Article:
Tom Stehn's Report: Questions and Answers
April 11, 2008

As you read Tom's report this week . . .

  1. Where are the 266 cranes of the Western flock now?
  2. Why does Tom call this an early migration?
  3. What might explain why the cranes left earlier?
  4. What difficulty might lie ahead for the cranes?
  5. Do you think you'd like to do what Tom did today?

Dear Journey North,

On April 10 I finally flew over the refuge to count cranes. I found a total of 34 whooping cranes during the 3-hour flight. The rest of the flock has started migration! More about the count results >>

Off to Canada!
I estimate that 87% of the whooping crane flock of 266 has started migration. Seventeen groups of whooping cranes have been reported so far — all the way from central Texas to South Dakota. Most sightings have come from Kansas and Nebraska. Amazingly, the cranes currently as far north as Nebraska will be held up by a snow storm and unfavorable winds in that state over the next few days!

An Early Migration: Why?
At Aransas, all 34 cranes still present may be subadults We saw only one duo that could have been an adult breeding pair. Thus, the breeding pairs have started the migration earlier this year than in years past, since some adult cranes often wait until mid-April to take off. What might explain an earlier departure?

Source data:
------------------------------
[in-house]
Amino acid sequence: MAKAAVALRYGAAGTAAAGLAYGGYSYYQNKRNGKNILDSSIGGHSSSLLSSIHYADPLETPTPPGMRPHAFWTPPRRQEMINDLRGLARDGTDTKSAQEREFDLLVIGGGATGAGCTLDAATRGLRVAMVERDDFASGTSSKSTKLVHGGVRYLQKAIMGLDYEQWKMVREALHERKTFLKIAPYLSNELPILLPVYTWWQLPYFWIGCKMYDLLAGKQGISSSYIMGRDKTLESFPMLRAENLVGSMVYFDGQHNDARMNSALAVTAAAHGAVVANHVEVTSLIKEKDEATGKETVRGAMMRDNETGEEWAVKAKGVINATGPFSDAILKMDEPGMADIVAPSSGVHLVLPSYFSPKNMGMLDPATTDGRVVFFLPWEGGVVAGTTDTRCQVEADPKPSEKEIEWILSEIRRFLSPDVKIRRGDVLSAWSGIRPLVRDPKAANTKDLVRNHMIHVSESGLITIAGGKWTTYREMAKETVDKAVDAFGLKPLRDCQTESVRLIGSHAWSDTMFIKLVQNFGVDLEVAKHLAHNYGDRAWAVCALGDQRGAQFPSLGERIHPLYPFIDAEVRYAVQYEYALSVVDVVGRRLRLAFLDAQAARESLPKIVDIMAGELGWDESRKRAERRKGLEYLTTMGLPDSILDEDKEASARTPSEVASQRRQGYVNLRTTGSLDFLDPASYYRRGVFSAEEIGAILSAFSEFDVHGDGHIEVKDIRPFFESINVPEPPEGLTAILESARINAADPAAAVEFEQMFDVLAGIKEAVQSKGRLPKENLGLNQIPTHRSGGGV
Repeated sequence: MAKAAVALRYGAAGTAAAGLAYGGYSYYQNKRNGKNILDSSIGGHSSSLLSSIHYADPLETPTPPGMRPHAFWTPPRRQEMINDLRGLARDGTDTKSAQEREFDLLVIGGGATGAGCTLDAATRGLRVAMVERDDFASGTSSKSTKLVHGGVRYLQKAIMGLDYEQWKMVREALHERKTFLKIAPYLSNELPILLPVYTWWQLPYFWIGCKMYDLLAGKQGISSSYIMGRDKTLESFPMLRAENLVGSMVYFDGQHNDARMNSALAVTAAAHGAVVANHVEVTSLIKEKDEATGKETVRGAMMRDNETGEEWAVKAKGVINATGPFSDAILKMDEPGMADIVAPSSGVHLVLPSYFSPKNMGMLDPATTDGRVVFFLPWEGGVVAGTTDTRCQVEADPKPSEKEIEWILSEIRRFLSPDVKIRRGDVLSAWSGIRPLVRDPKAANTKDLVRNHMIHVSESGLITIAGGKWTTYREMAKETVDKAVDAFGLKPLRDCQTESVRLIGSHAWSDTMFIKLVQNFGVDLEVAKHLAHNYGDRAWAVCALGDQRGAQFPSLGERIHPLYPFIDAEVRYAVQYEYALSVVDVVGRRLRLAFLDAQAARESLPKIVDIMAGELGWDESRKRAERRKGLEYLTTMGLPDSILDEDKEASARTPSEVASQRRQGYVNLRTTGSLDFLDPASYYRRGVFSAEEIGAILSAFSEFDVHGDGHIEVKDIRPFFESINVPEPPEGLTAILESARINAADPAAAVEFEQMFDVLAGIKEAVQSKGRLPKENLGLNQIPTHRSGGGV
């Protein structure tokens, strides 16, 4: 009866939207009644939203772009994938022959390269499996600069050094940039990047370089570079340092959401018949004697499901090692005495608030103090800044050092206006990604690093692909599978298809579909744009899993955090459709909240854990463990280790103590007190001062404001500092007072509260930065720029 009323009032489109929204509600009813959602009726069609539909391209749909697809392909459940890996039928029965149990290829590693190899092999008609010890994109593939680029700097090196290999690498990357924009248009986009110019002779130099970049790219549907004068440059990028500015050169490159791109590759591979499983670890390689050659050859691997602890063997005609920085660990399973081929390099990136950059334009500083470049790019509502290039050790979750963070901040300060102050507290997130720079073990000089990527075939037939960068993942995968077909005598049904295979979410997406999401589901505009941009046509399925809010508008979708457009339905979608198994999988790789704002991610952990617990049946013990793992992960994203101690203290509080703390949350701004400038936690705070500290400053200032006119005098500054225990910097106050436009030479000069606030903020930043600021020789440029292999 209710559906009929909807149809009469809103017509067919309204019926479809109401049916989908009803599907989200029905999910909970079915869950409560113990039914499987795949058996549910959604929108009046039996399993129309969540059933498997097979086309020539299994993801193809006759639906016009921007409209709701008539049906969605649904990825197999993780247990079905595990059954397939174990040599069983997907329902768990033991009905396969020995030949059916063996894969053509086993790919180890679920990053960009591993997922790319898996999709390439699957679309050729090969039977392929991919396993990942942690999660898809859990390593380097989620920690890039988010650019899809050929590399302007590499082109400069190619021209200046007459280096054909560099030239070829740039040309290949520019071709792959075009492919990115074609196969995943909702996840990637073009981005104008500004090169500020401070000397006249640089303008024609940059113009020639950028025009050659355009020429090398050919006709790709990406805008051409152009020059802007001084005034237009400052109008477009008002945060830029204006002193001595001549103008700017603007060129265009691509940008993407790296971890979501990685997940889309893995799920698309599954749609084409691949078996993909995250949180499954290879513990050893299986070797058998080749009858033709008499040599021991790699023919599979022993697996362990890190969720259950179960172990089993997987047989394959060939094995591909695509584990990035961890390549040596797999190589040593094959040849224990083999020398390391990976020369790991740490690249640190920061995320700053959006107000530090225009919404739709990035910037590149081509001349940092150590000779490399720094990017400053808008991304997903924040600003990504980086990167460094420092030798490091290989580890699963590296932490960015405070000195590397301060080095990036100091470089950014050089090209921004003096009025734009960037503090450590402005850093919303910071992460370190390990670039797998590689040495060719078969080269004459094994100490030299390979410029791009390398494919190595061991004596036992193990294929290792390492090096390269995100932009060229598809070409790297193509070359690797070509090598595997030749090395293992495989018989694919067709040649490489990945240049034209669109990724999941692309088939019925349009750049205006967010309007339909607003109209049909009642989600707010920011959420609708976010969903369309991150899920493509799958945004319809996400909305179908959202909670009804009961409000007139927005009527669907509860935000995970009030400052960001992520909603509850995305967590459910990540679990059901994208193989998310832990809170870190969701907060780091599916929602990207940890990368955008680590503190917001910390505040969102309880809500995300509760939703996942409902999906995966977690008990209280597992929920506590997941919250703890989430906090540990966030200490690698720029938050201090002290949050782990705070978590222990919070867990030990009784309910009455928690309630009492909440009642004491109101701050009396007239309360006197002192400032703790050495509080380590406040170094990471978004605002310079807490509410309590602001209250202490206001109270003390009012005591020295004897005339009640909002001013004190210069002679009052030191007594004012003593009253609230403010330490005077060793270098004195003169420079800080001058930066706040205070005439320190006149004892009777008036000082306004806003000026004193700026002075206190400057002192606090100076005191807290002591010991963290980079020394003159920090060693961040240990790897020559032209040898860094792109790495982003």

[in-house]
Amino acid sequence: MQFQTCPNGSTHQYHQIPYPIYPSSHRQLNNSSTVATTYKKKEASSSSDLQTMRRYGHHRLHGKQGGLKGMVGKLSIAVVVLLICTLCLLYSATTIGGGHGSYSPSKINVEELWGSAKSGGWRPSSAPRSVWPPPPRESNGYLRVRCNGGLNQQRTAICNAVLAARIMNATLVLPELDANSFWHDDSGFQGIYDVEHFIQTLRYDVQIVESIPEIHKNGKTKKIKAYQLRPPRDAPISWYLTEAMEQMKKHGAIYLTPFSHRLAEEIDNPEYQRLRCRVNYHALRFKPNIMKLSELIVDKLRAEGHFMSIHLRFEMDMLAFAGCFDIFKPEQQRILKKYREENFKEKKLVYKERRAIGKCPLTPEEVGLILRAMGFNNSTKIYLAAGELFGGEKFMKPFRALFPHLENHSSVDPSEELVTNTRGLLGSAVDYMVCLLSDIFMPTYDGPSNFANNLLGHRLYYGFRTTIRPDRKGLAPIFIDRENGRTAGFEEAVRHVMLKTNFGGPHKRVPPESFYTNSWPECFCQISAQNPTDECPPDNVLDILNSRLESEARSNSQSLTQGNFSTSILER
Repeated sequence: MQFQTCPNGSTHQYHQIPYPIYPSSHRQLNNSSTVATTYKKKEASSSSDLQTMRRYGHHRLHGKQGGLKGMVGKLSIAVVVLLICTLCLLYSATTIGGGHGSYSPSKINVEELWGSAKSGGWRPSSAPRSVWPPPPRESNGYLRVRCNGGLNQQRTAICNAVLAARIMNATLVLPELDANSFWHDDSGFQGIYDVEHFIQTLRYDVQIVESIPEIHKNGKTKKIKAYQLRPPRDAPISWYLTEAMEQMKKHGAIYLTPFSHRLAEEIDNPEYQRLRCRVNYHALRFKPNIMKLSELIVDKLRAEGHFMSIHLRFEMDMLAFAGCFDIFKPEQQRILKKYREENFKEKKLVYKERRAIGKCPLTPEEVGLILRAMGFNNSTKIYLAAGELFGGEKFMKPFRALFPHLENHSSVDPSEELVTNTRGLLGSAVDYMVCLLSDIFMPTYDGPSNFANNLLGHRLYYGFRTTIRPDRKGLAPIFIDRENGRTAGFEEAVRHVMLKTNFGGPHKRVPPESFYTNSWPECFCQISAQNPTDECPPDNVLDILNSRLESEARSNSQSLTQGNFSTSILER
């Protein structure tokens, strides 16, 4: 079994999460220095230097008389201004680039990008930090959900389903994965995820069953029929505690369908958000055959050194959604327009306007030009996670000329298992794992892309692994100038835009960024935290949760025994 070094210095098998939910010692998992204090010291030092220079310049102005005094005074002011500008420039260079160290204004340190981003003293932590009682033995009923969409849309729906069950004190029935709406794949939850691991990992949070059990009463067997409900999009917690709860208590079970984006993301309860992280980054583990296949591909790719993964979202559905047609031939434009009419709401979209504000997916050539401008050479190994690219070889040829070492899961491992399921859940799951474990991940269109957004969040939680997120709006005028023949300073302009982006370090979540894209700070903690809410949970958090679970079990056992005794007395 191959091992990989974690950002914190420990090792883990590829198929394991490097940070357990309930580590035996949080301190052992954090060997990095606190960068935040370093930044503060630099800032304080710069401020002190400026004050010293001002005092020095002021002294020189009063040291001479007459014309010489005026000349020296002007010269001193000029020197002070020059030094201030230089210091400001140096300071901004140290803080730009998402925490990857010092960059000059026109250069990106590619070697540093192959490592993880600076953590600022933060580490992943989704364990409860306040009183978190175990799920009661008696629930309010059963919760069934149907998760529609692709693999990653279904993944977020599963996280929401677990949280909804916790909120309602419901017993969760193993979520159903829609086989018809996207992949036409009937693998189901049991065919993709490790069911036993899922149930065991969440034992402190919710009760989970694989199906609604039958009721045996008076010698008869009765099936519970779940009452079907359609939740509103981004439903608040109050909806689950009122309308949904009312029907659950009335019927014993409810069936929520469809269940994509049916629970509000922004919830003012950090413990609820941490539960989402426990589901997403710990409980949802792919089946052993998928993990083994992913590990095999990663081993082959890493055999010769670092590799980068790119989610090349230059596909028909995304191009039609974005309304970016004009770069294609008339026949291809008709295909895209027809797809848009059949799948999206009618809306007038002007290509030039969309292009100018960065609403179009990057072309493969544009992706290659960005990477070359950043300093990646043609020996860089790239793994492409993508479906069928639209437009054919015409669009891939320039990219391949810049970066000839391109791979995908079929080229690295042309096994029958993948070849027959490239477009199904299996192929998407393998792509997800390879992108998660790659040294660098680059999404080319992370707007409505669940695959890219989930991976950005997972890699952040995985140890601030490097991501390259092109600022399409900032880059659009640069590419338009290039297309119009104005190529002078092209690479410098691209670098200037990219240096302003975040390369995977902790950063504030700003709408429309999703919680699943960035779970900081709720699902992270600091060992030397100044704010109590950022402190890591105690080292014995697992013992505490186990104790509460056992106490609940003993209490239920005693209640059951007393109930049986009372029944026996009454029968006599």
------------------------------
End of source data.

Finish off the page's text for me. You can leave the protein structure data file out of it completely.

I think this earlier migration may be tied to the good food resources that were available to the cranes throughout most of the winter, leaving them in good condition to start the migration. The pre-migration body condition of the cranes at Aransas is very important since the 3-4 week migration to Canada will not include much feeding. Also, conditions may be still very cold, with only limited food available when they first reach the nesting grounds. Migration is generally a hard time for wildlife species. Their long-distance movements allow little time to find food to eat.

A Hot Job
The whooping crane survey was conducted in a Cessna 210 piloted by Gary Ritchey of Air Logistic Solutions of San Antonio, Texas with me and USFWS observer Darrin Welchert as passengers. It was incredibly hot in the airplane during today's flight, with full sunshine coming through the windows and of course no air conditioning. Outside temperature was 86 degrees and probably above 90 in the plane with us dressed in fire proof full-length clothing and helmets. We occasionally opened a window, but not for long because the wind noise interfered so much with our radio communications through our headsets. (Sometimes being a wildlife biologist is not fun and games, but I still think it beats most alternatives.)

Next Flight April 22
The next census flight is scheduled for April 22. How many cranes do you think I'll find then?

Tom Stehn
Aransas National Wildlife Refuge